February 28, 2019
Local Drug Action Teams: 72 new teams join
On 28th February 2019, Minister for Regional Services Bridget McKenzie appeared at a launch in Sale to announce the addition of 72 new teams Australia-wide to the Local Drug Action Team (LDAT) Program. This is a very exciting time as the program expands. The launch was hosted by the new Wellington Local Drug Action Team at their lead organisation Wellington Primary Care Partnerships, Sale Hospital.
The Australian Government and the Alcohol and Drug Foundation have announced the additional Teams, to join 172 existing Teams. Now 244 Local Drug Action Teams are established across Australia to prevent and minimise alcohol and other drug-related harm in their communities.
The Local Drug Action Team Program supports organisations to build or extend partnerships in their neighbourhoods and use local knowledge to deliver evidence-informed alcohol and other drug harm prevention activities that are tailored to individual community needs.
Community partnerships across Australia
The latest round of applications was our biggest round of applications yet, with 123 communities submitting applications. The latest round of applications was our biggest round of applications yet, with 123 communities submitting applications. The latest applications were assessed by an external panel with a range of expertise, including Aboriginal health, alcohol and other drugs and population health.
Alcohol and Drug Foundation Chief Executive Officer, Dr Erin Lalor, said a high number of community partnerships applied to join the Local Drug Action Team Program.
“Strong demand from communities across Australia has meant the number of Local Drug Action Teams is higher than originally planned, giving us the opportunity to now work with many passionate community partnerships,” Dr Lalor said.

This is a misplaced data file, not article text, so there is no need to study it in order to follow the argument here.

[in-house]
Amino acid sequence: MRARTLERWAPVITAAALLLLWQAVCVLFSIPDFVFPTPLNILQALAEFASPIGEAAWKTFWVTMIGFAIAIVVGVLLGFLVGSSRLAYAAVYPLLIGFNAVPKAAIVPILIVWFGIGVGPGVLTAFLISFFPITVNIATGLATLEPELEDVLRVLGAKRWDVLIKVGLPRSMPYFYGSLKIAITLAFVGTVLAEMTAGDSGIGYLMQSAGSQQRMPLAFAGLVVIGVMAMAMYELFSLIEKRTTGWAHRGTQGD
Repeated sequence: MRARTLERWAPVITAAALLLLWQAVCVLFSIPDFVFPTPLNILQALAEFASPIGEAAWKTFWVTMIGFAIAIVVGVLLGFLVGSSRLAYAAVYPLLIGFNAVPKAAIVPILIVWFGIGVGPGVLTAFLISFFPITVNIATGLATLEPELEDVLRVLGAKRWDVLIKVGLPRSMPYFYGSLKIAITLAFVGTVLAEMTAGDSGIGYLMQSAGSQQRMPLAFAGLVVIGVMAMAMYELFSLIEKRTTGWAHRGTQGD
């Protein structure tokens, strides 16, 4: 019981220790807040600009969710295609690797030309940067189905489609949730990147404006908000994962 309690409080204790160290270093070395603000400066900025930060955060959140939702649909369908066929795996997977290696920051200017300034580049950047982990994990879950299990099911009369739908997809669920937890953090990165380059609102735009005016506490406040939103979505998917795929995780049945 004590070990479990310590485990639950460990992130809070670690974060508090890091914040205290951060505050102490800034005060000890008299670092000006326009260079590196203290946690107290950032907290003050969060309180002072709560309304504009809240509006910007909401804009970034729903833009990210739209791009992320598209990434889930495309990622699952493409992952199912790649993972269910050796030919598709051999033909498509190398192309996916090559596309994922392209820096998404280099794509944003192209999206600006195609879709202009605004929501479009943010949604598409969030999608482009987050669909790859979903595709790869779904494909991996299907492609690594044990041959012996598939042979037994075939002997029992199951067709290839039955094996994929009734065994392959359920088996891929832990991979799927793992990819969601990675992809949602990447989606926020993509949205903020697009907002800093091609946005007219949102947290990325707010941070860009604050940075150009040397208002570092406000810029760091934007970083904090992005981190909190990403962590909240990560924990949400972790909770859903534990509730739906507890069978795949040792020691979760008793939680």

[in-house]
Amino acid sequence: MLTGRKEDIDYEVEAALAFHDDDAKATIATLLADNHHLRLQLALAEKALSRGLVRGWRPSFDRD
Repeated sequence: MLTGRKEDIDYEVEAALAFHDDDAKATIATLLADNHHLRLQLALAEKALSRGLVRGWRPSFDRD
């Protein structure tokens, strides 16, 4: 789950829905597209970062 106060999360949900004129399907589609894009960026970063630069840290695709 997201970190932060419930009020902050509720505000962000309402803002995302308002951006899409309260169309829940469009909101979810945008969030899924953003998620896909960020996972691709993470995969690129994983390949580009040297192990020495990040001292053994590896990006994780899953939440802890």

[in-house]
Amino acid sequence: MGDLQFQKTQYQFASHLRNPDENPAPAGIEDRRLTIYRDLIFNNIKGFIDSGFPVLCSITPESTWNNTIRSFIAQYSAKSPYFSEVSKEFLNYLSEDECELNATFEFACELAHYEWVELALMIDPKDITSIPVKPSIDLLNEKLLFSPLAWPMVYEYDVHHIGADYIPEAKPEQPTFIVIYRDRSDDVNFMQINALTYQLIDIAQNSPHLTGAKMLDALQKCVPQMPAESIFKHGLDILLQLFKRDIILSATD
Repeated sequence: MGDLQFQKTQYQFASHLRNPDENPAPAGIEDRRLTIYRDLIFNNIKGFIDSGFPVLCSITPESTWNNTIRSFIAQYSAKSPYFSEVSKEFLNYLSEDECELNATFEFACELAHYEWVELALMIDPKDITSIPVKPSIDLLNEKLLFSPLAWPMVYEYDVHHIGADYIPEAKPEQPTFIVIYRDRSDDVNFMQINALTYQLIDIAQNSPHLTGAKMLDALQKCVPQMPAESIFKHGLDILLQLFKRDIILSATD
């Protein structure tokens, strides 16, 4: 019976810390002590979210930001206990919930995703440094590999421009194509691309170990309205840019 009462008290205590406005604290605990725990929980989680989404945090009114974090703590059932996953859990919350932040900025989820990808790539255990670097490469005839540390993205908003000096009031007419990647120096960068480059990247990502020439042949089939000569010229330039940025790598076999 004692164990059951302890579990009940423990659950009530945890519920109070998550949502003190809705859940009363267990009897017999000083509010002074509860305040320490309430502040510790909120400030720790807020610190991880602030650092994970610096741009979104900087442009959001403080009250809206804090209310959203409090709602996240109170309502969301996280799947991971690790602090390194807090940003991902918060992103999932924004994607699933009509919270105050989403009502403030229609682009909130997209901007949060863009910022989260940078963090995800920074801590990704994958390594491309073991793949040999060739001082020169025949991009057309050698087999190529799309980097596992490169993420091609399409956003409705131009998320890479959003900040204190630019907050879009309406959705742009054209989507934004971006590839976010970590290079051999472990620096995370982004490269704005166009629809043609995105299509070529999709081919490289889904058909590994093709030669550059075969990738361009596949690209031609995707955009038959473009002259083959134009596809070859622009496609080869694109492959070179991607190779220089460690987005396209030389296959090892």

An impressive 1300+ organisations are now part of Australia’s extensive Local Drug Action Team Program network. This shows how determined community organisations are about building healthier and more connected communities.
Local Drug Action Teams receive an initial $10,000 and are supported by the Alcohol and Drug Foundation to develop Community Action Plans, which outline evidence informed prevention activities to address local alcohol and other drug-related issues.
Local Drug Actions Teams can also apply for further funding to deliver their Community Action Plan activities.
Local Drug Action Teams help to strengthen their neighbourhoods by delivering primary prevention initiatives such as peer support, mentoring, education in schools, support for young people and resources to reduce alcohol harms in pregnancy.
Dr Lalor said tailored community led initiatives are vital in preventing and minimising harms caused by alcohol and other drugs.
“The Local Drug Action Team Program recognises that every community is unique and there’s no one-size fits all solution to addressing alcohol and other drug issues,” said Dr Lalor.
The Local Drug Action Team Program is part of the Australian Government’s investment of $298 million over four years under the National Ice Action Strategy.
We congratulate the new Local Drug Action Teams and look forward to working with them to prevent and minimise harms from alcohol and other drugs across Australia.